Decatur, Georgia — Members of DeKalb’s legislative delegation discussed the events of the legislative session during a town hall on Thursday, April 20. Lawmakers touched on topics such as sports betting, mental health reform, education and housing.
Representatives Mary Margaret Oliver (D – Decatur), Omari Crawford (D – Decatur), Becky Evans (D – Atlanta) and Sen. Elena Parent (D – Senate District 42) hosted the town hall.
Decatur Mayor Pro Tony Powers reminded attendees that there is still work to be done on local legislation. The City of Decatur and Decatur City Schools are working on updating their property tax exemptions. The bills have passed the General Assembly and still need to be signed by the governor.
After Gov. Brian Kemp’s signature, the property tax exemption will be voted on as a referendum in November. Kemp has until May 8 to sign or veto the bills.
“We hope that in November you will all show up and vote because these things matter,” Powers said. “In a time when every vote counts, you never know if your vote will decide whether an elderly person stays in town or moves on.”
Last year, the General Assembly unanimously passed House Bill 1013, which reformed the state’s mental health system. The Mental Health Equity Act expands access to affordable mental health treatment and behavioral health services throughout Georgia, according to He was.
This year, Oliver is working on a second part of that bill that addresses workforce challenges. House Bill 520 would expand the loan forgiveness program, introduce alternative disciplinary processes for mental health professionals, update some alternative treatment program services stemming from accountability courts, and fund more psychiatric beds.
“It was a good bill. It was a good second step,” Oliver said.
The bill passed the House of Representatives but was not voted on in the Senate. It will still be up for viewing in 2024.
A bill that would legalize sports betting also passed the legislature. It didn’t pass this year, but is still alive for the 2024 session. Parent said there is a proposal to legalize sports betting by amending the state constitution.
“It could bring in revenue,” Parent said. “It catches up with all kinds of other issues, including the prohibition of gambling in the Georgia constitution.”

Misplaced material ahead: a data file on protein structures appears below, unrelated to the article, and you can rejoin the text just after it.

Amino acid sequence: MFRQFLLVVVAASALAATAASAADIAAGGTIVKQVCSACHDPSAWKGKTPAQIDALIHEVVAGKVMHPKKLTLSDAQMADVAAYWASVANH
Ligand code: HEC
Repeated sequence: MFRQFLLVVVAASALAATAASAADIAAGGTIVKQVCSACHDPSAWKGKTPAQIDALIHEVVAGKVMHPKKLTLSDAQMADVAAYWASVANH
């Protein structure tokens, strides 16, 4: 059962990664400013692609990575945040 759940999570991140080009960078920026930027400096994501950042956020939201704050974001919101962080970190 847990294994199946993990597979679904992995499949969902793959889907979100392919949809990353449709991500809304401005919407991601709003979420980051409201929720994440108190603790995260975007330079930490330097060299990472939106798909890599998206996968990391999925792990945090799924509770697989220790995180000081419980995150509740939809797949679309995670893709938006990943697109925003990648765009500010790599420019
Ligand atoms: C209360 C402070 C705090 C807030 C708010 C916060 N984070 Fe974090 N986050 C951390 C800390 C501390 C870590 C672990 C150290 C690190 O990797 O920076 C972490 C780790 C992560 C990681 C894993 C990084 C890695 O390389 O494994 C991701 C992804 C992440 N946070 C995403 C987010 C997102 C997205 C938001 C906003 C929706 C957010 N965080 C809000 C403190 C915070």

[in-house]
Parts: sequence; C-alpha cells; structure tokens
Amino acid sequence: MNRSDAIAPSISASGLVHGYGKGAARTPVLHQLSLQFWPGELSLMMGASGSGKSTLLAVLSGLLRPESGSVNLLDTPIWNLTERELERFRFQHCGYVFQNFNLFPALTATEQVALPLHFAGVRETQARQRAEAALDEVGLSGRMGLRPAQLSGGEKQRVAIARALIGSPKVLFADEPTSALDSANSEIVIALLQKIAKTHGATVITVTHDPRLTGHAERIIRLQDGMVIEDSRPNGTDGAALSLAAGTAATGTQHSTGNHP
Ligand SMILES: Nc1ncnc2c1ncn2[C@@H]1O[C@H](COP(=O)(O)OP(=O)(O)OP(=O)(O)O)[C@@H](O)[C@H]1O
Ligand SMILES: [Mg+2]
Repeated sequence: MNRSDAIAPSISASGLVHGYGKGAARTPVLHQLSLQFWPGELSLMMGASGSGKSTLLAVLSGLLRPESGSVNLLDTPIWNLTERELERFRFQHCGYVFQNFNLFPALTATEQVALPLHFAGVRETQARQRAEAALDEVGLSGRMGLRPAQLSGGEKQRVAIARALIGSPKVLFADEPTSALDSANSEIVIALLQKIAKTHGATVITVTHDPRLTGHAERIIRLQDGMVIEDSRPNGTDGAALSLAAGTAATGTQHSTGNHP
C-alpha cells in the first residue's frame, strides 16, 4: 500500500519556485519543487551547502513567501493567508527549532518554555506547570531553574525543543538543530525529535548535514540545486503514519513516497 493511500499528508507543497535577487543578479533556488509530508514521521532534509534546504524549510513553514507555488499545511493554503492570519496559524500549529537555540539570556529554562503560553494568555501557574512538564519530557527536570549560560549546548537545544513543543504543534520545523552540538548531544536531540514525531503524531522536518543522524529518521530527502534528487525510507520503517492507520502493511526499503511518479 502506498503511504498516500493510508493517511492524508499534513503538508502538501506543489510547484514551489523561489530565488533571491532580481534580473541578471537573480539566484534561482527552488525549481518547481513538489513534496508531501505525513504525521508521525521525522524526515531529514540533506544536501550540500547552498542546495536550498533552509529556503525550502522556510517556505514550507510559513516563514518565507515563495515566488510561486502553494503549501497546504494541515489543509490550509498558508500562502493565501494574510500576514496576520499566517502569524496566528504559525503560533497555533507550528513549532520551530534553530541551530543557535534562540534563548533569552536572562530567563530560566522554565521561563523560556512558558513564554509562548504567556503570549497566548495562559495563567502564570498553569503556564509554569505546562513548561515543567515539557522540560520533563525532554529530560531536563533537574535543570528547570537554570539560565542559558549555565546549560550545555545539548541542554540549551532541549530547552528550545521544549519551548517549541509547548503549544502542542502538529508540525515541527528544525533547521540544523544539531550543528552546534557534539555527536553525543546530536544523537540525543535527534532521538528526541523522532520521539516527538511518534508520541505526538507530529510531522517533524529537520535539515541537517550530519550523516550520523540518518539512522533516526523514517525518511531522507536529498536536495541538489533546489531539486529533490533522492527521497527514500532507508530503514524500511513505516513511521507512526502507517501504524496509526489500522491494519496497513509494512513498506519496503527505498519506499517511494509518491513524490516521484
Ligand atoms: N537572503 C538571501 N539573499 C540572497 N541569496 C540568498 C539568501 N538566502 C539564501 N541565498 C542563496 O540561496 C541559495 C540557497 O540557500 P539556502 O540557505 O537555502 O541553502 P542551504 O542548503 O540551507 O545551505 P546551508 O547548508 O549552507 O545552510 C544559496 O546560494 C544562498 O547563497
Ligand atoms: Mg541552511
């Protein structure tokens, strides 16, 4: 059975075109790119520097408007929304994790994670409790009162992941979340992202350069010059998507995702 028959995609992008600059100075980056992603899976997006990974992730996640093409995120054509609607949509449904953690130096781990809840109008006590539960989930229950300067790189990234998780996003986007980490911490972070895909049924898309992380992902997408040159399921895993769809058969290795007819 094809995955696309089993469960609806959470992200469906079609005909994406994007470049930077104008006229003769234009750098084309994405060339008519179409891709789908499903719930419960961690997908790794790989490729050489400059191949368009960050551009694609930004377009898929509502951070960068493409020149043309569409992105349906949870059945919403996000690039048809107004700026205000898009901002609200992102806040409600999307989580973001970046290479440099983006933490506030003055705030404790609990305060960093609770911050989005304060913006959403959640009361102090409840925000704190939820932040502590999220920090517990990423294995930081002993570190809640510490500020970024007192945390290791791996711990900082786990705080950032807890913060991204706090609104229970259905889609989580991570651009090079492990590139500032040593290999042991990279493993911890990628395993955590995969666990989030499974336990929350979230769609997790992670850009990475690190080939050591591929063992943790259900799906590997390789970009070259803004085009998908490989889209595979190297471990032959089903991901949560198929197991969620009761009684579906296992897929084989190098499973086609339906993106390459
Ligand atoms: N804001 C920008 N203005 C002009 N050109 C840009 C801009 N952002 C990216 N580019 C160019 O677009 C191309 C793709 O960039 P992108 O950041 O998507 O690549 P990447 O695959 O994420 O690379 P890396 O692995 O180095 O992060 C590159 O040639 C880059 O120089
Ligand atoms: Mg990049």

She added that some benefits of sports betting can be additional income for education and need-based scholarships for higher education. But gambling also has downsides, she said.
The parent noted that Senate Bill 222 was passed by the General Assembly. The bill ensures that all costs and expenses related to election administration are paid with legally appropriate public funds and prohibits certain local governments and individuals from soliciting or accepting donations or other things of value in support of election administration, according to a previous press release.
“When the state decided we were going to buy these new expensive voting machines, when they passed the big election rewrite bill, SB 202…it all costs a lot of money all the time for local [election offices] and the state refused to provide that funding,” Parent said during the town hall.
Through SB 222, all grants or donations to county boards must be directed to and distributed through the State Board of Elections, which will decide how best to distribute the funds. SB 222 does not apply to donations of voting seats, services provided by individuals without compensation, or goods having a nominal value of less than $500.
“What really makes me very angry about the whole thing is that it’s a very different thing trying to run elections in our big urban counties versus small rural counties,” Parent said.
Some education bills that have passed target literacy issues, as about a third of Georgia students can read proficiently by the end of third grade, Evans said. She sponsored HB 537, which would require the Georgia Professional Standards Commission to require teachers to be certified in evidence-based literacy instruction.
“My bill didn’t pass, but I agreed to have its text included in another companion bill, HB 538, which is based on the dyslexia bill we passed a few years ago,” Evans said. “The dyslexia bill requires screenings, and this bill, HB 538, would require screenings in K-3 and assessment three times a year to make sure we’re on top of which students aren’t learning to read.”
The state is nearing a deadline to fund dyslexia screening for elementary school children.
“We were able to put some money into that effort this year,” Parent said.
CO 211 also passed and creates a literacy council. The council will consist of 30 people and will come up with other ways to measure improvements in literacy over the next three years.
Crawford has been focused on housing throughout the session. He signed HB 404, which aims to expand renters’ rights.
“First, it prohibits landlords from being paupers. It creates a language of habitability for anyone who rents a home. Second, it prohibits a landlord from receiving or asking for more than two months’ rent as a down payment,” Crawford said.
The third thing the bill does is it prohibits landlords from moving for immediate eviction if a tenant is about to be evicted. This would allow a three-day treatment period to deal with the problem. The bill passed the House unanimously but was not voted on in the Senate.
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